• Dr Evans Muthuma, deputy director of Veterinary Services said raw or undercooked pork may lead to infection.
•He spoke in Naivasha on Friday during a meeting to address a way forward in creating awareness of zoonotic diseases that are caused by tapeworms.
If you are a lover of fried pork, you risk getting infected with pork tapeworms that may be harmful to your health.
Experts have asked pork lovers to ensure they boil and cook their pork properly to kill tapeworms in the meat.
Dr Evans Muthuma, deputy director of Veterinary Services said raw or undercooked pork may lead to infection with tapeworm causing digestive problems such as abdominal pain, loss of appetite, weight loss and nervous signs.
He spoke in Naivasha on Friday during a meeting to address a way forward in creating awareness of zoonotic diseases that are caused by tapeworms.
He said there has been an increased demand for pork consumption in Kenya, especially in major urban centres such as Thika, Nairobi and Nakuru.
“This demand is attributed to changing consumer patterns due to urbanization, increased purchasing power and human population growth. Most of the pigs are reared by smallholder farmers who are resource-constrained to effectively rear pigs," he said.
"These farmers resort an extensive production system (free-range scavenging for feed particularly in the dump sites) with little investment in housing and feeds. These conditions lead to pigs being exposed to poor sanitation creating favourable conditions for transmission of the pig tapeworm,” he said.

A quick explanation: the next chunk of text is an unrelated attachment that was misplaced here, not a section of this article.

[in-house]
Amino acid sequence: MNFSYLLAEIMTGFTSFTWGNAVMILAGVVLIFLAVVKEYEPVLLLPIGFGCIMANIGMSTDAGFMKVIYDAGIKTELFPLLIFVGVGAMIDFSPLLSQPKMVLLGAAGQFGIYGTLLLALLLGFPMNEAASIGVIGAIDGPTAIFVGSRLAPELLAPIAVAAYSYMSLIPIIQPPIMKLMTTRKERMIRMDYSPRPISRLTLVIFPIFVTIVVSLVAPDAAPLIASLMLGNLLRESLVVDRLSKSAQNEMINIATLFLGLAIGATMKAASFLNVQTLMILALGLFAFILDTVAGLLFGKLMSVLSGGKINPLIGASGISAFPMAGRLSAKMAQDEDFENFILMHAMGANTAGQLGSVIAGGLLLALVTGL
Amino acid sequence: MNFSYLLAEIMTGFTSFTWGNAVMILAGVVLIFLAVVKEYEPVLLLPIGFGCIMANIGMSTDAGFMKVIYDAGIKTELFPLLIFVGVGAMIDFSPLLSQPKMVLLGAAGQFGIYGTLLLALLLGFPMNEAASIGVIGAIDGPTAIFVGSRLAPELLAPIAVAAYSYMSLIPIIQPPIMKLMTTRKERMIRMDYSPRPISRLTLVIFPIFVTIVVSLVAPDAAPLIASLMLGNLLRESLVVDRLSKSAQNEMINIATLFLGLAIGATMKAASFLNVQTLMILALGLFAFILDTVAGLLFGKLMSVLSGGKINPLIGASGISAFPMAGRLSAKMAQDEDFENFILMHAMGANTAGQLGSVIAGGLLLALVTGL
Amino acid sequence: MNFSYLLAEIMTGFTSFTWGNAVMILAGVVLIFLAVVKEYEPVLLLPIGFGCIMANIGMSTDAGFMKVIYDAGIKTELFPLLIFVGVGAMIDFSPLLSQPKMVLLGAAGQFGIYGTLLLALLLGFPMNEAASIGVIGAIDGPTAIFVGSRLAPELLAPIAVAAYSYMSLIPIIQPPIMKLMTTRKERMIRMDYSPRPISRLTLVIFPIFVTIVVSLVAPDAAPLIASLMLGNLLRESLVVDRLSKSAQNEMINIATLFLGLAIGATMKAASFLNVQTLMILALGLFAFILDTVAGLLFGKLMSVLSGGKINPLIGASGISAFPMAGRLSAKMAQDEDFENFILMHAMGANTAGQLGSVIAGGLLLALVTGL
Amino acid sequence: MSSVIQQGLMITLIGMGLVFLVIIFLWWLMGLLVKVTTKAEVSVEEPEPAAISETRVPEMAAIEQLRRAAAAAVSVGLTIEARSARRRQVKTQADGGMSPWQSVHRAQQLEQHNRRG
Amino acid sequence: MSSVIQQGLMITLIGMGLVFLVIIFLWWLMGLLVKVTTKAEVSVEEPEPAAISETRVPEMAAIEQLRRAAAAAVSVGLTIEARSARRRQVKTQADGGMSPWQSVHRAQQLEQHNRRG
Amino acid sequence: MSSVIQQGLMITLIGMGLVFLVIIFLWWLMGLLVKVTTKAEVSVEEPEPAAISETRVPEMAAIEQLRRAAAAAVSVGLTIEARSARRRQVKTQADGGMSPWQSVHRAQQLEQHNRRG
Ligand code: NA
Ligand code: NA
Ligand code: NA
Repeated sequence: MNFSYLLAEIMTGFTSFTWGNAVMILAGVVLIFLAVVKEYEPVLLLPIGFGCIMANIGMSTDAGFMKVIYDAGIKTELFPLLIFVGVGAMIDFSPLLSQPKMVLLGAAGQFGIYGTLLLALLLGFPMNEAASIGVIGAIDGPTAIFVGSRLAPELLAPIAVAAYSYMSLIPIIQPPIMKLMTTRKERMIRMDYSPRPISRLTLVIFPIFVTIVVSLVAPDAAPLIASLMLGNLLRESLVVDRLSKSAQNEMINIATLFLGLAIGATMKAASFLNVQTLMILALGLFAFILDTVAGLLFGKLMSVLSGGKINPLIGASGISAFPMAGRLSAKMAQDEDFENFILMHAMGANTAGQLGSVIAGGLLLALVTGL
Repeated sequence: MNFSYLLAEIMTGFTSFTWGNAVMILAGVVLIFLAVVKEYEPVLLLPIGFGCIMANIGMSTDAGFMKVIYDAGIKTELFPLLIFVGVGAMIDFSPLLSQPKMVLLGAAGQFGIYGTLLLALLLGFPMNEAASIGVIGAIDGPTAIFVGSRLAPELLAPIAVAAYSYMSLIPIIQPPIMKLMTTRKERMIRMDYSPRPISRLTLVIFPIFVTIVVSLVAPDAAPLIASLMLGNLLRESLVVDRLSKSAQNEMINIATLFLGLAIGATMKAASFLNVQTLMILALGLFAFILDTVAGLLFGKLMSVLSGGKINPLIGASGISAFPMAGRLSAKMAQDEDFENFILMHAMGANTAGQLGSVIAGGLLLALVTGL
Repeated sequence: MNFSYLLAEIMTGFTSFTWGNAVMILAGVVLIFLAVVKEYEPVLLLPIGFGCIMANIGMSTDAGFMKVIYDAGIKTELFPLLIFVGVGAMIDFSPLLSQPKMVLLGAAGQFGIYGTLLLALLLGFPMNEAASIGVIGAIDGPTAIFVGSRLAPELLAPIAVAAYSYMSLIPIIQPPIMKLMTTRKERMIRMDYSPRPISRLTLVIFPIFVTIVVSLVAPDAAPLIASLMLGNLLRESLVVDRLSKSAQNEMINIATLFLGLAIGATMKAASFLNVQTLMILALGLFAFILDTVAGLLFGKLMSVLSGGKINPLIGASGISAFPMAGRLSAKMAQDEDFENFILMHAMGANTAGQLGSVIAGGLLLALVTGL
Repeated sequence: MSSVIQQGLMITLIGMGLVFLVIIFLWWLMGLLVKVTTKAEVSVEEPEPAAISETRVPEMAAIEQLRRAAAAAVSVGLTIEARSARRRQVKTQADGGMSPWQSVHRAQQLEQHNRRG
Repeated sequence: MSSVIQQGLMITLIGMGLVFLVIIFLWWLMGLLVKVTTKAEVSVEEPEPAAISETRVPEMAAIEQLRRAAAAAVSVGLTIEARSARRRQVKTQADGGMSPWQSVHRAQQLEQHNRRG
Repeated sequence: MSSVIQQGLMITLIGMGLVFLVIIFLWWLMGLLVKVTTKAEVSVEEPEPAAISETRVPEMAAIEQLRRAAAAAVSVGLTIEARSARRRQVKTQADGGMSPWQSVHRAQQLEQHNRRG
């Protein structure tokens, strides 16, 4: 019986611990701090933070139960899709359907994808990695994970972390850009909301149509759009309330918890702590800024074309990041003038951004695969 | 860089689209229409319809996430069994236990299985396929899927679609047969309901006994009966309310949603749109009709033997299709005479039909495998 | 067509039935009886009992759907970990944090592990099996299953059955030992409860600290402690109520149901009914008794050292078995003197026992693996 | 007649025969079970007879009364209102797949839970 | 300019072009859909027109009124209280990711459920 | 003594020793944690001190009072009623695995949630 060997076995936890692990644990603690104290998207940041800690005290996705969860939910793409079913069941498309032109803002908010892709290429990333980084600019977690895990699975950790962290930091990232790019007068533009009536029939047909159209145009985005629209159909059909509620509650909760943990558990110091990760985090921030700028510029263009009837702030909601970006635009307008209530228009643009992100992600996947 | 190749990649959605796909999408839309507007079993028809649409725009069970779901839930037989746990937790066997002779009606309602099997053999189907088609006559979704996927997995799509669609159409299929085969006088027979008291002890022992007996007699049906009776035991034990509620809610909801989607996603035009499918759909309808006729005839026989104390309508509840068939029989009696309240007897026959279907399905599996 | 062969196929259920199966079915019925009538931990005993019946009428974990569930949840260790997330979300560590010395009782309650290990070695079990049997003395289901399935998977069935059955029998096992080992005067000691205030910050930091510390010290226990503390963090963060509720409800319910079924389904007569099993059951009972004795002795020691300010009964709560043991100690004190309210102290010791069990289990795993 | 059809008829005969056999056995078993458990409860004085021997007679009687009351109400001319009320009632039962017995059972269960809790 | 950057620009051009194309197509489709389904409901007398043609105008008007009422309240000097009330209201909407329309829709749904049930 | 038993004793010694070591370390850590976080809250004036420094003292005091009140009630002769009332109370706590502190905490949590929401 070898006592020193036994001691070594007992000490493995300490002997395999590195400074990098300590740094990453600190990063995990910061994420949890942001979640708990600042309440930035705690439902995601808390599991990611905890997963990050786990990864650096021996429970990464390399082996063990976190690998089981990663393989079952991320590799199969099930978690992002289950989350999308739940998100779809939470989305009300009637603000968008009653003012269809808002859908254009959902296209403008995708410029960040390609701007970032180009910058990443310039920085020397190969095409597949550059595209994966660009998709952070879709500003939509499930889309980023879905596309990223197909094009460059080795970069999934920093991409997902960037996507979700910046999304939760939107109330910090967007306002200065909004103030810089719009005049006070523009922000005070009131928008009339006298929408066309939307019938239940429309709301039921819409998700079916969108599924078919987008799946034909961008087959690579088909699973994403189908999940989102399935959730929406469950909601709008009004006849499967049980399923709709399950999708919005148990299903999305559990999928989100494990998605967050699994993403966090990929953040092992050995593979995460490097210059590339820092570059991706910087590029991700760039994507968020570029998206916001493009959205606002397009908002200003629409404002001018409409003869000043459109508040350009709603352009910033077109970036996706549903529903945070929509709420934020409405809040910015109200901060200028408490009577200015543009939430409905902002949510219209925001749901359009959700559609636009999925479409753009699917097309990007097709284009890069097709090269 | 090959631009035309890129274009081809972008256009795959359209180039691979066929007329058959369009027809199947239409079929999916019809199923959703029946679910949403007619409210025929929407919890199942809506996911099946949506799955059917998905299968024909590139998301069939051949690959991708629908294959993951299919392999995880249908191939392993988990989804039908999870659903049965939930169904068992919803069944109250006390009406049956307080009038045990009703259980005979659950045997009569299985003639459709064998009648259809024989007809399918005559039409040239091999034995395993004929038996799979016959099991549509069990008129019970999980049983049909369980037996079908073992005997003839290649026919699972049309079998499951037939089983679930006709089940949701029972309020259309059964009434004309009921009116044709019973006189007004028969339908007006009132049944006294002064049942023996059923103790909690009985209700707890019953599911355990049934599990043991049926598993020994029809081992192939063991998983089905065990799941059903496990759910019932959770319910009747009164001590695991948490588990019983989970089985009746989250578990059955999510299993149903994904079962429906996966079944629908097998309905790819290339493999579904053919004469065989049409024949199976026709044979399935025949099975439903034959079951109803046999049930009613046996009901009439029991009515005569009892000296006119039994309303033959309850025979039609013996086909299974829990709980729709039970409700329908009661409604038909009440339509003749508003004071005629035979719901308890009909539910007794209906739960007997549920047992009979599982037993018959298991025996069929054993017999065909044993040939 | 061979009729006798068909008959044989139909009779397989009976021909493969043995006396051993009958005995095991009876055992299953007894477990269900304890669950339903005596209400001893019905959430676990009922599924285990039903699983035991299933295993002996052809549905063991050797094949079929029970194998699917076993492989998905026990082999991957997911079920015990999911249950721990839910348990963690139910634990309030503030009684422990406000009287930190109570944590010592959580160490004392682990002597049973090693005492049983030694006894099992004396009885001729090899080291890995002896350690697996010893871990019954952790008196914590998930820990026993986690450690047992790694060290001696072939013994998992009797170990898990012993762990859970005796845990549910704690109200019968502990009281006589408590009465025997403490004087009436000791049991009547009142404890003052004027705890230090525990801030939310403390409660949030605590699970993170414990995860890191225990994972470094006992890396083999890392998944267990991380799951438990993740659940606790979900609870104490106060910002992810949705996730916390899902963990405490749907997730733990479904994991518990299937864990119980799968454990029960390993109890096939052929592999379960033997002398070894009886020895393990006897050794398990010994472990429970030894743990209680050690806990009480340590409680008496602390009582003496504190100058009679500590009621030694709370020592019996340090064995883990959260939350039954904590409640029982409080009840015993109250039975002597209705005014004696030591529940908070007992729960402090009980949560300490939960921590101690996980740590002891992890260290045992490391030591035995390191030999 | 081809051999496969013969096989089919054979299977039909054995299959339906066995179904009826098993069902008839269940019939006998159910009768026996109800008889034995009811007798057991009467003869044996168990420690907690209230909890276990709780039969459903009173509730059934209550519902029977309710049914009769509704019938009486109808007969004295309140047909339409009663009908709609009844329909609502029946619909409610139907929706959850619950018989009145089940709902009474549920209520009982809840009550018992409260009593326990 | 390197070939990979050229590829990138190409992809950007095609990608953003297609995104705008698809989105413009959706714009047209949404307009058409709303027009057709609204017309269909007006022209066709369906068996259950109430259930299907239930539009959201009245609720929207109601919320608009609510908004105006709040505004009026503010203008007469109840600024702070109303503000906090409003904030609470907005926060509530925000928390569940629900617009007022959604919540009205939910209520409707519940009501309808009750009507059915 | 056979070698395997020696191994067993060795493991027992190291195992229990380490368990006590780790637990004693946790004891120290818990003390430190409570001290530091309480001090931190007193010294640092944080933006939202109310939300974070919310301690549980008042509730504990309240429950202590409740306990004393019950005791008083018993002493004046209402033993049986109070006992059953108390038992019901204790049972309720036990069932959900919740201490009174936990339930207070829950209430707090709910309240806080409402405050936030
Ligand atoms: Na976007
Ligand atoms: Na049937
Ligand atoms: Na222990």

“The tapeworm causes neurological disorders in humans, including seizures (epilepsy); and porcine cysticercosis, an infection of pigs, which may result in condemnation of pig carcasses, potentially reducing the household income of farmers,” he added.
Muthuma said the Meat Control Act Cap 356 of laws of Kenya, ensures the consumption of inspected meat which has been slaughtered in a licensed slaughterhouse and also disposal of condemned carcasses and organs.
This, he said, reduces the chances of the spread of the tapeworm.
He said currently, there are about 2,000 slaughterhouses in Kenya (large, medium and small), out of which eight are licensed for export meat and meat products.
The Veterinary officer explained that humans get infected when they eat raw or undercooked, infected pork that contains the tapeworm (Taenia solium) that develops in the stomach.
He explained that the adult worm release segments containing eggs which are passed in faeces that contaminate water, soils and vegetation.
“Nearly 250,000 eggs are passed daily through human faeces and to the environment, and the cycle continues. Proper meat inspection, condemnation of infected carcasses and organs in addition to proper cooking of pork is highly recommended," Muthuma said.
"Also avoid open defecation through the use of the toilet, wash hands, vegetables and fruits with clean water and ensure regular deworming of infected adults and children.”
A study conducted by researchers from Kenyatta University and published by the African Journal of Rural Development in April 2020, showed that 6.3 percent of pork lovers in Thika, Kiambu County were infected with the pork tapeworm.
The researchers indicated that although infection with the Taenia solium (pork tapeworm) is mostly asymptomatic for years, there could be a risk that when the infection reaches the brain, a person may develop neurocysticercosis disease which is associated with headaches and seizures among other signs.
Muthuma said as the world marks the World Food Safety Day (Monday, June 6), there is a need to invest more in food safety as Kenyans are now becoming more conscious and keen on healthy living.
World Food Safety day is being marked under the theme “Safer Food, Better Health”.